The High Court of Australia, as the name suggests, is the highest court in all of Australia. It is the top of the legal tree.
There are seven positions on the esteemed bench and the men and women appointed judges are invariably, unsurprisingly, considered the sharpest, most pre-eminent legal minds in the country.
There is no overstating the power of a High Court judge – and not just in legal circles. It’s not a stretch to describe sitting High Court judges as among the most powerful citizens in the country at any point in time.
Judges in Australia, at most ranks, generally employ associates, recent legal graduates, to work with them for a year at a time. An associate effectively shadows a judge for a year as a quasi-personal assistant: during their associateship they will undertake research, help review judgements, organise the judge’s schedule, travel together as required. The close quarters in which a judge and associates co-exist is peculiar.
Associateships are incredibly coveted among the brightest law students, particularly those with a view to establishing a career at the bar, and eventually the judiciary, because of the path it paves. An associateship means opening the door to a particularly illustrious brand of legal career.
It’s fair to say all associateships with judges are prestigious but, needless to say, working with a High Court judge is in a different stratosphere altogether. It is the top of the tree.
It is the most highly-coveted career opportunity and it is only available to the most academically-gifted law students and legal graduates. And, academic-brilliance is the absolute baseline.
Candidates who are selected for interviews will be the top of all of their classes. If they’ve already graduated they likely took home the university medal, if they’re still studying they’ll be on track to have their name engraved on it when the finish.
They will be active and committed community members with a number of pursuits in which they excel. Music. Sport. Student politics. Charitable endeavours.
They will be talented, no doubt, but their work ethic will be inexhaustible. They will not accidentally win the university medal. They will not merely get ‘lucky’ and land a role working with one of the top judge’s in Australia.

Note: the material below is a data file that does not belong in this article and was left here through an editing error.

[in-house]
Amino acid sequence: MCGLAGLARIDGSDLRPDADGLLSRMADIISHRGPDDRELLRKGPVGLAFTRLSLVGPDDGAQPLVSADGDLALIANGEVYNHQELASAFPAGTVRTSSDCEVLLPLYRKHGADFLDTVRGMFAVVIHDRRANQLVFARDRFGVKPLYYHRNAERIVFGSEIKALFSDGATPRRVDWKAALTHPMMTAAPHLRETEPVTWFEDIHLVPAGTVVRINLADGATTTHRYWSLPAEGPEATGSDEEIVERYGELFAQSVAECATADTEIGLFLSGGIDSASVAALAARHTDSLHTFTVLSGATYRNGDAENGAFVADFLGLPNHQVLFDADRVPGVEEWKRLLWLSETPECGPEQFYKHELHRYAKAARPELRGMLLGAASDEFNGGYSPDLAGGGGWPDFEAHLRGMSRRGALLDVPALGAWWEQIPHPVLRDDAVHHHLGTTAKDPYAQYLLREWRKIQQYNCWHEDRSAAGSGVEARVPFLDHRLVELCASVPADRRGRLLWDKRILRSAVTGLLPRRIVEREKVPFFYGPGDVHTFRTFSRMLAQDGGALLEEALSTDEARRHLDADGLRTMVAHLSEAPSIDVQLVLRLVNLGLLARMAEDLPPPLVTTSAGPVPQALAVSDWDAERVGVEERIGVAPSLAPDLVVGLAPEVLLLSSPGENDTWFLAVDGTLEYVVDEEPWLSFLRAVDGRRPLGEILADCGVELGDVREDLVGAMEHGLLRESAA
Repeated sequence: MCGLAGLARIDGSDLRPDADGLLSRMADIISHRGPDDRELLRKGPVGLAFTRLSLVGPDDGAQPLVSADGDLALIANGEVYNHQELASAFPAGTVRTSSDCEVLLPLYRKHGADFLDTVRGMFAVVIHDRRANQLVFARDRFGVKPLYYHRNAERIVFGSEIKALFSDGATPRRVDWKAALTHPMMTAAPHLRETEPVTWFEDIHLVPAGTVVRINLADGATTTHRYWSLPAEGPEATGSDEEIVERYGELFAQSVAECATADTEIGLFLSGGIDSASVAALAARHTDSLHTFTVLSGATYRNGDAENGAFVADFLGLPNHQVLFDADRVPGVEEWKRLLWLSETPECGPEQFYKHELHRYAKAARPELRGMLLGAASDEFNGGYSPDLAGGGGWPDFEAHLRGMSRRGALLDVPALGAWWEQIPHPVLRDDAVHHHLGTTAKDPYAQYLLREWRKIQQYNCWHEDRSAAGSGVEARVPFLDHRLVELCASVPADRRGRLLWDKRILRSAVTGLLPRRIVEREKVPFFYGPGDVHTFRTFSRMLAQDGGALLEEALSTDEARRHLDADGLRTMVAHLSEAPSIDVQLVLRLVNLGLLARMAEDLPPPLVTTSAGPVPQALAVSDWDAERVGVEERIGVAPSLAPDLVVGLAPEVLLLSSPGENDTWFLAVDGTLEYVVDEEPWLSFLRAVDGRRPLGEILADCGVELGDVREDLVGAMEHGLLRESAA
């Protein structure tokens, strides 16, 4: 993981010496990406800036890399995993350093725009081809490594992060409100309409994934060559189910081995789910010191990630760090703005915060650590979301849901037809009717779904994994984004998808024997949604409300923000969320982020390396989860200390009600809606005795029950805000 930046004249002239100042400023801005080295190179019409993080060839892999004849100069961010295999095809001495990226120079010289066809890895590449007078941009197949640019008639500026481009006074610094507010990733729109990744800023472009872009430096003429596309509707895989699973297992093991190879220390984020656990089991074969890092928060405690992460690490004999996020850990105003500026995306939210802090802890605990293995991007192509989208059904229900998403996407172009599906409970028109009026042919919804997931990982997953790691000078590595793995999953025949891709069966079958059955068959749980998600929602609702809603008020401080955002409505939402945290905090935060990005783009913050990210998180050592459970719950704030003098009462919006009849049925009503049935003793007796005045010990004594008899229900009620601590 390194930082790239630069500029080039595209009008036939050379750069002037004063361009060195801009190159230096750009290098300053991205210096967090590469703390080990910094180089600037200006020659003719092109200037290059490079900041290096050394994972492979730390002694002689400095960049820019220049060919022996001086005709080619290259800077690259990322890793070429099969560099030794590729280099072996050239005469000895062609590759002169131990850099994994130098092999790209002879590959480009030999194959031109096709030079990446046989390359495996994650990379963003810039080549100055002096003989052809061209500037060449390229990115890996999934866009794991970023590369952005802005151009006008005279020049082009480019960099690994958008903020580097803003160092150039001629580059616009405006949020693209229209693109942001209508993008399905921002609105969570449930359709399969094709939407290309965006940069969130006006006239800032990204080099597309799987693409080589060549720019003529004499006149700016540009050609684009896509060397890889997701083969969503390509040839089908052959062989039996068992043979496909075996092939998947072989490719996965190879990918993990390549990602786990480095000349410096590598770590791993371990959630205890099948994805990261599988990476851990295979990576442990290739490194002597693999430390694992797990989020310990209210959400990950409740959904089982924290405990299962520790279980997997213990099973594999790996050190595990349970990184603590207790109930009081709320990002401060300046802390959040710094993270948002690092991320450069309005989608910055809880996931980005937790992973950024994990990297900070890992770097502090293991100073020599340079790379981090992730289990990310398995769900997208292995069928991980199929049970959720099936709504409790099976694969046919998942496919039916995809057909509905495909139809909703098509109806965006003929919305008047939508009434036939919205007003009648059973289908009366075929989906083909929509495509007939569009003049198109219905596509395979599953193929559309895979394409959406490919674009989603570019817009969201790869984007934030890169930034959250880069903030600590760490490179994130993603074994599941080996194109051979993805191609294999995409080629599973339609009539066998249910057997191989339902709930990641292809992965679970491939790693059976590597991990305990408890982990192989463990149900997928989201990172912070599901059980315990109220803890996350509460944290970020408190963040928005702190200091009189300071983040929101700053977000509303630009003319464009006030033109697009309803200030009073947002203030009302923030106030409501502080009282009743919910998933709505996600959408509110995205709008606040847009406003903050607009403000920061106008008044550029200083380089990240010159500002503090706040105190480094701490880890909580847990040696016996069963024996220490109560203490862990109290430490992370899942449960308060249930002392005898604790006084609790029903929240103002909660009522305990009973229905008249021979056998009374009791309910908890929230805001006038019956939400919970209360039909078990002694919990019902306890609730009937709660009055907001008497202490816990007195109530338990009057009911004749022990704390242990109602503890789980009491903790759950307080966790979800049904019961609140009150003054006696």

They will work doggedly to make that happen.
They may herald from a comfortable background. Privilege is relevant in the realm of the legal profession, and the High Court in particular. A bastion of diversity it is not.
Being white, male, attending a private school, particularly of the all-boy variety and gaining entrance into a sandstone institution are all boxes very commonly ticked by the individuals appointed to the High Court. And, they are all markers of privilege.
But privilege alone will not score an ambitious legal student a High Court associateship. To contemplate the hurdles an individual needs to clear to secure themselves this prize is exhausting.
The only friend I have who successfully applied to work with an esteemed High Court judge graduated from law with First Class Honours and worked at a top tier firm in Sydney before being accepted to Oxford University where she completed the prestigious BCL and a Masters of Public International Law.
That is the kind of resume an interview with a High Court judge demands. After a thorough and formidable selection my friend was offered an associateship. She would commence in two years. These are jobs you wait two years for.
I am telling you this because I have some very peripheral knowledge of what these jobs entail. It is no ordinary job. It is an enormous achievement in and of itself.
Which makes the idea of someone realising that dream only to be sexually harassed by their new boss, a High Court judge no less, utterly contemptible.
On Monday The Sydney Morning Herald’s Kate McClymont and Jacqueline Maley published a damning investigation revealing precisely this.
They reported that former High Court Judge, Dyson Heydon, had been found by a High Court inquiry to have sexually harassed six female associates. One on her very first day. At least two of the associates left law altogether after the experience.
“We are ashamed that this could have happened at the High Court of Australia,” the Chief Justice of the High Court, Susan Keifel, said in a statement. “The High Court was advised last year of allegations of sexual harassment against a former Justice and we immediately acted to commission an independent investigation.”